4. Video is Conquering the Internet
While budgets shrink, the quantity of video content being commissioned is rampantly growing. This is another boon for the less-experienced directors out there. The top-level directors pick up the few big-money TV ads still floating about, while the rest have a vast gamut of online content to direct.
“About two years ago digital became a serious thing,” says Jen, “which meant that budgets were going to be less. But there’s more content, constantly needing more people. Everything I shoot now, there always needs to be a making-of video.”
Independent reps are well suited to servicing this low-budget, online-only sort of work – jobs the big production companies might not see as worthwhile, if a production company is involved at all.
5. Everyone is Having a Go at Production
Production companies no longer have a monopoly on production. In an age where any kid with an iPhone can make passable video content, everyone’s having a pop. Brands and agencies are trying to bring some production in-house, and even a few post production houses have started dabbling in the physical world.
If brands are doing things differently, then Lise thinks the production industry, including independent representation, needs to step up too. “We should at least match them,” she says, “if not lead the change in the way we create and deliver productions. Using independent directors is just one small step forward.”
Understandably, production companies are a bit miffed by this, so they’re unlikely to let their directors swan off and direct films in these new arrangements. Independently represented directors are much more flexible though, and their reps are much happier to speak to the new types of client this shift in the industry has created.
6. Agency Time is Precious
Nobody likes being sold to, particularly in Britain. So it’s understandable that agencies often resent the endless stream of reps banging at their portcullis to show reels.
The problem is that it’s important for producers and creatives to know what talent is available to them. They know this, but it’s never quite as urgent as the other stuff they have to get on with, so it often doesn’t get the time it deserves.
The big production companies will get past the gatekeepers relatively easily – agencies know they need to keep up with the work they’re doing. But independent directors or those on newer rosters don’t have a strong brand to lubricate this process. A good rep can provide this lubrication.
“The role of the rep has had to change,” says Colette. “Agencies don’t have time to see every rep from every company coming in and showing them 20 pieces of work, so an independent rep with a few companies on their roster is more of a resource.”
With the right address book and enough kudos in the industry, an independent rep can get their directors quality airtime in front of the right producers and creatives. “As an agency, there’s no difference between an independent representative coming in or a representative who looks after one company, as far as I’m concerned,” says Bradley. “It’s talent, it’s directors and it’s just trying to keep abreast of what’s going on in the business.”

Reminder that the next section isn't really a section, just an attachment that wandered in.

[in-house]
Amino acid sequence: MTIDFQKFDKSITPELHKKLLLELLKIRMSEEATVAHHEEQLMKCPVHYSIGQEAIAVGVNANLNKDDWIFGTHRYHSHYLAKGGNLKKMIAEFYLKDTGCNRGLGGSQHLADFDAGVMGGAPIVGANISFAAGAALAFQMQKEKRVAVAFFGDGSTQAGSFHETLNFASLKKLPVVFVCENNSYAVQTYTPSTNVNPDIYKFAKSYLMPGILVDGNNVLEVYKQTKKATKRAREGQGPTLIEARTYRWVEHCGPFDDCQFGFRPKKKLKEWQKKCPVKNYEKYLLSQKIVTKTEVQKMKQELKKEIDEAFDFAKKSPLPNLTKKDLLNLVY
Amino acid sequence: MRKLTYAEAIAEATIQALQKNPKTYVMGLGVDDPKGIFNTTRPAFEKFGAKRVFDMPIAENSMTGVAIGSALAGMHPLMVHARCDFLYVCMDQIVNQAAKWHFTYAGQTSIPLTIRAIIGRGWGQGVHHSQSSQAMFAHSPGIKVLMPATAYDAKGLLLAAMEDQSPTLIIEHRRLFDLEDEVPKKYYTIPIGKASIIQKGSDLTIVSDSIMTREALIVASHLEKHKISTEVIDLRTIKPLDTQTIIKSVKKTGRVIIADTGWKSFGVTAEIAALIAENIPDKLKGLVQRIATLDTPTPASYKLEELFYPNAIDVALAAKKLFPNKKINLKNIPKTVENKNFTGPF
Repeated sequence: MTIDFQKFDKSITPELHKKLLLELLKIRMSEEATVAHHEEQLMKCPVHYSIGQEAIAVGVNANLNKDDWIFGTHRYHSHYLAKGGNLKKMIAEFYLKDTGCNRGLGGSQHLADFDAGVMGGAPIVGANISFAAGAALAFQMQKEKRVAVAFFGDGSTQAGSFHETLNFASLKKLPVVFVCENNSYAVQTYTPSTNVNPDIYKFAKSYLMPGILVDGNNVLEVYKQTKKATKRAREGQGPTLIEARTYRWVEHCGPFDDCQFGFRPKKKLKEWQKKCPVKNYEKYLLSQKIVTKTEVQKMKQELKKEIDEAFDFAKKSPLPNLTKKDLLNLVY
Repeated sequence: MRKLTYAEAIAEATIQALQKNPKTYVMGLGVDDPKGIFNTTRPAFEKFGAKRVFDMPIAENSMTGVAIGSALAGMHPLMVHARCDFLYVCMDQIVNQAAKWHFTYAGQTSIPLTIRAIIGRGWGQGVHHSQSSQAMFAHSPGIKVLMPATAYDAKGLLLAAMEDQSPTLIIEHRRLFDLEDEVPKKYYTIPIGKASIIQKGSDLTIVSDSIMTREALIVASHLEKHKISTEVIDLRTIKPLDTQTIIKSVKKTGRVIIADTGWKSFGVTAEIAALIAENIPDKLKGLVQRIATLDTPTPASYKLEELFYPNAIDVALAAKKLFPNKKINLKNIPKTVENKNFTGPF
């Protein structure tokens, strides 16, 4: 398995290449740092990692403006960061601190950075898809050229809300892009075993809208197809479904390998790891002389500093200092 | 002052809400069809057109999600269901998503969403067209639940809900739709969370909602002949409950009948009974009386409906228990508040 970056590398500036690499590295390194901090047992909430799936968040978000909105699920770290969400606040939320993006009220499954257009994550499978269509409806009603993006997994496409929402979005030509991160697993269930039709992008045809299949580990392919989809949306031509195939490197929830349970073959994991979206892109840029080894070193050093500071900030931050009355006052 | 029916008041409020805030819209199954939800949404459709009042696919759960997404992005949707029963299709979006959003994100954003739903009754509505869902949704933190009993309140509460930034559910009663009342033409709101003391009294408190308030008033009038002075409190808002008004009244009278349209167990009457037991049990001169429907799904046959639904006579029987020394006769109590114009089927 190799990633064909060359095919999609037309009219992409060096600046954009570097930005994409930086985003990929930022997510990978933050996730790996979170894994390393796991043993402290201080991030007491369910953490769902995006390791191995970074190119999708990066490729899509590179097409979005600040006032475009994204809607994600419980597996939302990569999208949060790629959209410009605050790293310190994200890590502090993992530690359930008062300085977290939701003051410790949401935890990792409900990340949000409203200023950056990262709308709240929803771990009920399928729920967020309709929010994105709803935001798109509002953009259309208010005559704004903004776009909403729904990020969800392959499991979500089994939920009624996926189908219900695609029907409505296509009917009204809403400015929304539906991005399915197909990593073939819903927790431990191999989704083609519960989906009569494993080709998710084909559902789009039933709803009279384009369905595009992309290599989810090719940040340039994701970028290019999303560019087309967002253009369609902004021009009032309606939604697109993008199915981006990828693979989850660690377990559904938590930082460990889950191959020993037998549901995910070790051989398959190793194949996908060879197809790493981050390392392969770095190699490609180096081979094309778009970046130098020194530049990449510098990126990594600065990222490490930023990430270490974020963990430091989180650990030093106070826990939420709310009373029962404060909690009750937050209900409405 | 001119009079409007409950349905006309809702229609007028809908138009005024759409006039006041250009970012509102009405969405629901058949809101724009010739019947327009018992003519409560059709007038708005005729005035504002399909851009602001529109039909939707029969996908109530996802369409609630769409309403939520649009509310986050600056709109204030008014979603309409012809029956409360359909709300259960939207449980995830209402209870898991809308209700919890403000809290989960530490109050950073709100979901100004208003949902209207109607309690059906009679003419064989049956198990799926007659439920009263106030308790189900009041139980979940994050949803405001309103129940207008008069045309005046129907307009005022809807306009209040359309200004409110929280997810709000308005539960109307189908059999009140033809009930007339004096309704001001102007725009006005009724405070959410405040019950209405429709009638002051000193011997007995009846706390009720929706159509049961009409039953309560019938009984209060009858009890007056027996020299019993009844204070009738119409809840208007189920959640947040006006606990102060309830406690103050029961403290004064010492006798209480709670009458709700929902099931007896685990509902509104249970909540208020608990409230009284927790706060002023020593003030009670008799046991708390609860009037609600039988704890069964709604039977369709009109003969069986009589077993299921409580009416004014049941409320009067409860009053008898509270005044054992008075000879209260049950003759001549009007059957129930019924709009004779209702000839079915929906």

7. The Internet is Big
The APA website links to the websites of the vast majority of production companies in the UK. Through portals like this an agency looking for a director has access to hundreds of directors reels.
With such a big catalogue at their fingertips, why would they want something as anachronistic as a person physically coming to their office to show them films? Surely the directors’ rep has gone the way of the switchboard operator and the typesetter.
Actually, no. Reps are as relevant as ever, but for different reasons. Sifting through hundreds of director’s reels searching for the one? To quote internet sensation Sweet Brown, “ain’t nobody got time for that!” What this ultimately means is that agency producers searching for the perfect director will check the companies they know and not much further.
It’s all too easy to click away from a website after watching one less-than-perfect video, points out Bradley. “If someone comes in to show you some work it might not be until spot three or four that you see something relevant, whereas online, if you watch one spot and it’s not ticking the box, there’s every chance that you’ll click away.” What a rep can do is make sure the right producer sees the right work, picking the perfect pearl from the vast sea of unfamiliar directors.
Independent repping is a sign of the times. If these seven factors continue to influence the industry then we could be seeing a lot more of it.
But it shouldn’t be seen as a paradigm shift. The traditional model of dedicated reps will continue as long as the big companies have regular work and, as fickle as some directors may be, if a company lets them direct Nike and Guinness ads then they’ll be safe and sound.
The independent model may continue to grow but it shouldn’t have too much trouble fitting alongside its predecessor. “I’ve got no qualms bidding against independent representation,” says John. “If an independent rep is personable, professional and knows their business, there’s no reason they can’t go on a board like a production company.”